Estimating and mitigating the discard mortality of Atlantic cod (Gadus morhua) in the Gulf of Maine recreational rod-and-reel fishery

Connor W. Capizzano, John W. Mandelman, William S. Hoffman, Micah J. Dean, Douglas R. Zemeckis, Hugues P. Benoît, Jeff Kneebone, Emily Jones, Marc J. Stettner, Nicholas J. Buchan, Joseph A. Langan, James A. Sulikowski

Research output: Contribution to journalArticlepeer-review

42 Scopus citations


In recent years, the recreational contribution to the total catch of Atlantic cod (Gadus morhua) in the Gulf of Maine (GOM) has increased with recreational discards outnumbering recreational landings by 2:1. However, the discard mortality (DM) rate of cod released in the recreational fishery remains poorly understood, thus contributing to the uncertainty in stock assessments and fishery management plans. The current study examined the capture-related factors most detrimental to cod DM in the GOM recreational rod-and-reel fishery. Atlantic cod (n = 640; 26.0-72.0 cm) were angled from June-October 2013 on southern Jeffreys Ledge in the western GOM using fishing gear representative of the local recreational fishery. A subset (n = 136) was also tagged with pressure-sensing acoustic transmitters before being released into an acoustic receiver array (n = 31) deployed to monitor survival up to 94 days. To properly model DM up to the fishery-wide level, all cod were visually assessed for capture-related injuries according to a four-level injury score index. Mean tackle-specific DM rates of 15.4 and 21.2% were estimated for bait- and jig-captured cod, respectively, with an overall 16.5% mean DM rate for the 2013 GOM recreational cod fishery. Twenty-nine cod tagged with acoustic transmitters were identified as dead, where the majority (∼90%) died within 16 h post-capture. Upon evaluation with a specifically adapted parametric survival analysis, greater incidence of mortality was attributed to the capture and handling process (rather than release) for moderately and severely injured cod. Based on the capture-related factors associated with the highest injury rates, we recommend minimizing fight and handling times, avoiding areas with small cod, educating inexperienced anglers, and favouring bait over jigs to mitigate mortality. Results will continue to inform the development of fishery management plans and enhance survival through dissemination of "best practice" techniques to fishery stakeholders.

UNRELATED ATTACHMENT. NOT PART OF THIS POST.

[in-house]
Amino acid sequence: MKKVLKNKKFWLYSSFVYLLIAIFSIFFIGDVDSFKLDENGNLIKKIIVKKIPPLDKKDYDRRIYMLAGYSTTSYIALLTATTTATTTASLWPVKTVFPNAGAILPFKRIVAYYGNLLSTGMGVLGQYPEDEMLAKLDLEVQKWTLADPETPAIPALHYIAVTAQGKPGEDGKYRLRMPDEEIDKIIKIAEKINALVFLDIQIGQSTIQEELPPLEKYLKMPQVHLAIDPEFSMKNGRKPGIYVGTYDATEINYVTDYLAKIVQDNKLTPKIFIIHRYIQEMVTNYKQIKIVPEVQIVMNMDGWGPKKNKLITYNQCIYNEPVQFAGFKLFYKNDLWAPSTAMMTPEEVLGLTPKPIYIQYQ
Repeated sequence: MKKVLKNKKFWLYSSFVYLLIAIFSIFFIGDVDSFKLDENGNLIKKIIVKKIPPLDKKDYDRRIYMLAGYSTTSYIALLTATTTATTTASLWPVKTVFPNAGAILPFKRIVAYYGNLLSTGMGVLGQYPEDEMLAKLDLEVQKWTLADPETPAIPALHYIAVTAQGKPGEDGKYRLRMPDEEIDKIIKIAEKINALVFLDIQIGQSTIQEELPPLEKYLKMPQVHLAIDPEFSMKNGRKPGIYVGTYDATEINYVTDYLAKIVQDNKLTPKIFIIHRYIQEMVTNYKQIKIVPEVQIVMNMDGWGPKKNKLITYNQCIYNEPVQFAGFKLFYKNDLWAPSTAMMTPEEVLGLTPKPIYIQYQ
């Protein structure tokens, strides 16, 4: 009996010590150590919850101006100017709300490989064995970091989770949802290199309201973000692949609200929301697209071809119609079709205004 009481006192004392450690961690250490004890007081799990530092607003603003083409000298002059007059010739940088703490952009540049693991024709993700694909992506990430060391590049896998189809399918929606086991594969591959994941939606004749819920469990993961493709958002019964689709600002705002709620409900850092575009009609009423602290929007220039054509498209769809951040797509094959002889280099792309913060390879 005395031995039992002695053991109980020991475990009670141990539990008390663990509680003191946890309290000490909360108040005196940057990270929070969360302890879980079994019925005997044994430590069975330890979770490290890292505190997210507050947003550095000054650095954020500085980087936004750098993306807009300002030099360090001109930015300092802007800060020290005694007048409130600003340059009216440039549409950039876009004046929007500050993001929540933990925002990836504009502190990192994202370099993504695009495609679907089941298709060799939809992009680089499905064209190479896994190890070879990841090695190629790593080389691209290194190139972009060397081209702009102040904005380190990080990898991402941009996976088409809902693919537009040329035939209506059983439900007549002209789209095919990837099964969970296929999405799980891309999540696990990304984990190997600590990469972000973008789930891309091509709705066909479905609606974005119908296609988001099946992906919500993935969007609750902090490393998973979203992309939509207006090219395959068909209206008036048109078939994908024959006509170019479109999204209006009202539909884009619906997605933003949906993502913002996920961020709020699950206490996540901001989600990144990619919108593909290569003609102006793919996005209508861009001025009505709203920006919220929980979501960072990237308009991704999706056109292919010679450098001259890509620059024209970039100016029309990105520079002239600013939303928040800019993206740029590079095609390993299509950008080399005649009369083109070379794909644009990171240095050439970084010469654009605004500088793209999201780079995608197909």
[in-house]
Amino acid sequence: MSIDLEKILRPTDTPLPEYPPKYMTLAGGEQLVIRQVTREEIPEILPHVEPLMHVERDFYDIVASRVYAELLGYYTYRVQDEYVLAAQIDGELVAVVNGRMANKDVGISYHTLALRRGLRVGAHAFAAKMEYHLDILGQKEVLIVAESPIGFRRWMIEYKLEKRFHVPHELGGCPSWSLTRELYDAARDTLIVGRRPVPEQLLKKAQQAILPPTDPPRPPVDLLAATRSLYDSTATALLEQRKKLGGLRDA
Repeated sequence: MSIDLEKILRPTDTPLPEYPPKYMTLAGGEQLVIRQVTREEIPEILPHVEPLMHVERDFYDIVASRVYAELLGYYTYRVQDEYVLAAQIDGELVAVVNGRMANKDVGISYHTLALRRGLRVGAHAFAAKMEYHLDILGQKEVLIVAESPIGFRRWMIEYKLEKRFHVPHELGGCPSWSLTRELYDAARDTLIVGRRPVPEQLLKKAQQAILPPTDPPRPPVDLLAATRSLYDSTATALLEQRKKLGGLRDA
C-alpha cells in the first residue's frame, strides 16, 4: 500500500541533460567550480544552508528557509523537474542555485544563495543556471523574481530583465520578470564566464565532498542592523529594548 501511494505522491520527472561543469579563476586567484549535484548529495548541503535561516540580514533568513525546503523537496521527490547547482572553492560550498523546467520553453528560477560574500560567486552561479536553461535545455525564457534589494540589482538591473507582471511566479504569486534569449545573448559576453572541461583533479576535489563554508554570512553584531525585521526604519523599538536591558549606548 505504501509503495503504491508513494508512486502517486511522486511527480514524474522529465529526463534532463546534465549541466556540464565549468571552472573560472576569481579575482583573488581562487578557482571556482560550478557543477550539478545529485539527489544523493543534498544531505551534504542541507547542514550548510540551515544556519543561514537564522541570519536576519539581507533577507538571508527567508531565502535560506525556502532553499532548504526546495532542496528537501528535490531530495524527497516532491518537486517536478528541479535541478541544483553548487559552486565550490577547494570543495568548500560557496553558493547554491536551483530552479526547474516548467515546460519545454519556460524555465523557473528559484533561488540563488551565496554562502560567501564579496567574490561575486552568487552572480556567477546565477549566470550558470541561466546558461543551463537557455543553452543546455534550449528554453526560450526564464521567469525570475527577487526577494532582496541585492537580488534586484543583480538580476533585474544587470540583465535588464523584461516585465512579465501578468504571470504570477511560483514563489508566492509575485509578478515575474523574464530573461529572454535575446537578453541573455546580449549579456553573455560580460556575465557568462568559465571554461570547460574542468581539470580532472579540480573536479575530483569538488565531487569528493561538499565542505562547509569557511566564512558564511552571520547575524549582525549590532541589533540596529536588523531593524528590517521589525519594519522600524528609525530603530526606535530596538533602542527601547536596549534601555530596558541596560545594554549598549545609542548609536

Original languageEnglish (US)
Pages (from-to)2342-2355
Number of pages14
JournalICES Journal of Marine Science
Issue number9
StatePublished - Sep 1 2016
Externally publishedYes


  • Atlantic cod
  • Gadus morhua
  • Gulf of Maine
  • acoustic telemetry
  • discard mortality
  • parametric survival analysis
  • recreational fishing

ASJC Scopus subject areas

  • Oceanography
  • Ecology, Evolution, Behavior and Systematics
  • Aquatic Science
  • Ecology


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